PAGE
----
It's always nice when we manage to save money on our utility bills, but it just so happens there’s a way to lower energy use, even when you're not even home.
The key is your thermostat. By learning more about its special features and settings, you can tailor the temperature to your needs. That means you can have different temperature settings for when you’re home, away or even when you’re asleep.
If you're willing to make these adjustments, you'll be able to enjoy comfortable temperatures while keeping more money in your pocket. Here are some ways your thermostat can be a source of energy savings:
While at Home
When you’re home, you want to enjoy a comfortable temperature. It's only natural to want your thermostat lower in the summer while you are in the house to make the most of the cool air.
But the ideal temperature for when you're in your home during the summer is actually around 78 and 80 degrees Fahrenheit. With this adjustment, you'll keep cool while still keeping your energy bills low.
If you're setting the temperature for a vacation or other trip away from the house, it’s advantageous to set the thermostat higher than normal.
For some homes, you can set the temperature as high as 88 degrees while no one is home before you adjust it back to the sweet spot of 78-80 degrees when you or a family member return. This way, your air conditioning system isn't working around the clock to provide cooling for a bunch of empty rooms.
To enjoy a good night's sleep during the summer, you want a nice cool temperature. A great place to start is between 68-72 degrees Fahrenheit. There's less risk of getting too hot or too cold when you are trying to get some rest.
Other Ways to Use Less Energy:
- Put in a smart thermostat: Switching to a smart thermostat in the summer is an excellent way to reduce energy costs by automatically adjusting to your lifestyle and personal preferences. They can lower the temperature while you are home or sleeping, before allowing it to warm up when no one is home. With reliable brands like the Lennox iComfort, you can adjust the temperature remotely through your smartphone, tablet or laptop. Requesting smart thermostat installation in your Cottonwood & Prescott home can be the simplest strategy for maintaining comfortable, yet energy-efficient temperatures even when you aren’t home.
- Replace current equipment with a newer HVAC system: A high-efficiency HVAC system can save money in the long run. With greater energy efficiency, you can also count on lower utility bills since more efficient equipment requires less energy to heat and cool your home. Air conditioning installation in Cottonwood & Prescott is only a phone call away, so don't hesitate to reach out to local pros who can set you up for success.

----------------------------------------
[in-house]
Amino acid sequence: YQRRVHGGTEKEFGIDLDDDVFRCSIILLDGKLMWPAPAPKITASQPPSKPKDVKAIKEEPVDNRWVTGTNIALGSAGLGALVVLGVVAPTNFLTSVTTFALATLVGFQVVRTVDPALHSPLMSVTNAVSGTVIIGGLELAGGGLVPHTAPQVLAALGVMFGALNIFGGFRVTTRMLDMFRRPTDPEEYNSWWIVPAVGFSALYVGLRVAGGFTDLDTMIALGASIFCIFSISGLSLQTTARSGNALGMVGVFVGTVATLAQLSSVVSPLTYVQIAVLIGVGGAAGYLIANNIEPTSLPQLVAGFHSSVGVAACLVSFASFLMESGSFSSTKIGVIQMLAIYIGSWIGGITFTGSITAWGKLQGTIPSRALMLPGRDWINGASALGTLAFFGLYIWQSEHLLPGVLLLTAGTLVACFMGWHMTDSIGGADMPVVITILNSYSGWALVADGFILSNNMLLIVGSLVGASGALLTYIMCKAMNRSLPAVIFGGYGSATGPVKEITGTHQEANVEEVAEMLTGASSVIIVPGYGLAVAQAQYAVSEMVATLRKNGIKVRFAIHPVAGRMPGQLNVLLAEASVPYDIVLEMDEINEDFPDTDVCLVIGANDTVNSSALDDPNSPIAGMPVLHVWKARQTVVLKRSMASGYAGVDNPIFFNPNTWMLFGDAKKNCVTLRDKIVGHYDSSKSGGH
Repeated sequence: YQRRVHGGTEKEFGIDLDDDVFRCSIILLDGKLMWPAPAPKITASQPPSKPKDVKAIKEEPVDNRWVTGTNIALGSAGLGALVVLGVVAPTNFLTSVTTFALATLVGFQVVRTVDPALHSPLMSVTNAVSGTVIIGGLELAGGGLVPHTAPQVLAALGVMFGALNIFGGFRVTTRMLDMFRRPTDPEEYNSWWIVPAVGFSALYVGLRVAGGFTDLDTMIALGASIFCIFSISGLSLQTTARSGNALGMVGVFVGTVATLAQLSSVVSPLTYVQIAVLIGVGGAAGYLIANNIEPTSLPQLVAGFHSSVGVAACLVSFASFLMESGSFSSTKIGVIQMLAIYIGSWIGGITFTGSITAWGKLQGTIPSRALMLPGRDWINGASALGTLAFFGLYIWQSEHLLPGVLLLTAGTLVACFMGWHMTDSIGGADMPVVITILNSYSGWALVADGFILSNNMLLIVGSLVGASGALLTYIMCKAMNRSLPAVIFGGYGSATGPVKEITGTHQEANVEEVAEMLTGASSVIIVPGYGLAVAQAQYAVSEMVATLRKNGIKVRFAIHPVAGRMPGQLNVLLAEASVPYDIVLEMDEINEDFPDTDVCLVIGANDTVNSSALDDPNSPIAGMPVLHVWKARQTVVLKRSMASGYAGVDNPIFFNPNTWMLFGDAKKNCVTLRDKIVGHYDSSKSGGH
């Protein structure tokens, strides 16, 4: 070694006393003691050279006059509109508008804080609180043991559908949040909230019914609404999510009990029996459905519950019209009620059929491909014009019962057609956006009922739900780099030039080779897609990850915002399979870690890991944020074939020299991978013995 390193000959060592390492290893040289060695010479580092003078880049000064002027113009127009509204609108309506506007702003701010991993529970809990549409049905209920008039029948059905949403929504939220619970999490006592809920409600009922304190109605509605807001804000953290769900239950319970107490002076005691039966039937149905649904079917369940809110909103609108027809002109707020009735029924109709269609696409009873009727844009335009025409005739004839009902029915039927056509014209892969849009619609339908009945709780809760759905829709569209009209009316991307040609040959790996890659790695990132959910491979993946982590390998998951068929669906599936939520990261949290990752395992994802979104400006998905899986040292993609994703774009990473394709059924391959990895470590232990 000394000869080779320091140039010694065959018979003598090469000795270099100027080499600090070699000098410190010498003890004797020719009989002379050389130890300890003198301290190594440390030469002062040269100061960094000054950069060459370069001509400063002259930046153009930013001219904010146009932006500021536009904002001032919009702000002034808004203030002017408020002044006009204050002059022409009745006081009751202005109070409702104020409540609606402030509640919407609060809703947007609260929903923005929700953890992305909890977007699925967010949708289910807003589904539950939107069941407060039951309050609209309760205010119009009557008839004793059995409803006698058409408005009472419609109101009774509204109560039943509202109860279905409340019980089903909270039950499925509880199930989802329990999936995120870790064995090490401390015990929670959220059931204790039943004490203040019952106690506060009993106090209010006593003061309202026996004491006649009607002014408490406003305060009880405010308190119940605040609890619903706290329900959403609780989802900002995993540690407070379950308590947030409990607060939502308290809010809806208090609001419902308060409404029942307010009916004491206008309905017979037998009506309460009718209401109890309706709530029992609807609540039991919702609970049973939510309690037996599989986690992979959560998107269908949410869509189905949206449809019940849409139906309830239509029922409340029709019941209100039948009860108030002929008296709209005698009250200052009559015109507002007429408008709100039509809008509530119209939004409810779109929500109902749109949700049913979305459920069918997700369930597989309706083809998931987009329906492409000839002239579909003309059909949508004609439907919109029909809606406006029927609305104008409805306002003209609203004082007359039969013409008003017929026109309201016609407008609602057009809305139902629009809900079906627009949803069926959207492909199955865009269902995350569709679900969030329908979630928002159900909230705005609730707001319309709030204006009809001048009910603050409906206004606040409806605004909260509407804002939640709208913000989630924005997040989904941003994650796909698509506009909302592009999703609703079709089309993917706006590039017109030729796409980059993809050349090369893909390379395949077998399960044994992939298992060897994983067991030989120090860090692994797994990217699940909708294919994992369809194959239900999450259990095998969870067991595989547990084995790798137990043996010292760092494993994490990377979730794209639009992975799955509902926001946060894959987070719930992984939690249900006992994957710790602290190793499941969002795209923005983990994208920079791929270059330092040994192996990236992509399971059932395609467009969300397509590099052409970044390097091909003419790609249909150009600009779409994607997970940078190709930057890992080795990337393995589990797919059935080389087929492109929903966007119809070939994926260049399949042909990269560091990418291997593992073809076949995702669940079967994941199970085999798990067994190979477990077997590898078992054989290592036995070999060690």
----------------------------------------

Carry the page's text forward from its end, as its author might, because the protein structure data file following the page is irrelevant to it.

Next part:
- Stay on top of routine AC maintenance: Investing in or ignoring regular air conditioning maintenance in Cottonwood & Prescott can have a significant impact on your utility bills. If you stay on top of cleaning key components like the coils, checking for damage and clearing air vents of dust and debris, you may notice your HVAC system run more efficiently. Higher energy efficiency will also reduce strain on important or delicate components and lowers operational costs, leading to lower energy usage, which translates into lower energy bills.
- Clean or replace the air filter on a regular basis: A regular schedule for cleaning or replacing the HVAC system's air filter saves money by helping air flow efficiently through your air conditioner. When filters become clogged, air conditioners have to work harder, and the strain can reduce the system’s life span and lead to breakdowns.
- Confirm your attic is sufficiently insulated: Insulation is a crucial component for any energy-efficient home, keeping the hot air outside and the cool air inside during the summer. The North American Insulation Manufacturers Association (NAIMA) offers an official recommendation stating homeowners in southern states should possess at least 13-14 inches of insulation, while those in northern U.S. states should have 16-18 inches.
- Check your ventilation: Leaky ductwork can raise your energy bills much more than 20 percent, plus it can affect equipment such as your water heater, clothes dryer and other appliances throughout your home. Checking your ductwork for leaks and sealing them can help with both these issues.
- Seal all other leaky spots in your home: Finding and sealing any remaining leaks in your home with caulk, foam sealant or weather-stripping keeps temperatures a little cooler on hot summer days. Don't forget to check for any gaps around windows, doors and even outdoor fixtures. Devoting time and effort to sealing leaks now can help you save a lot in the long term.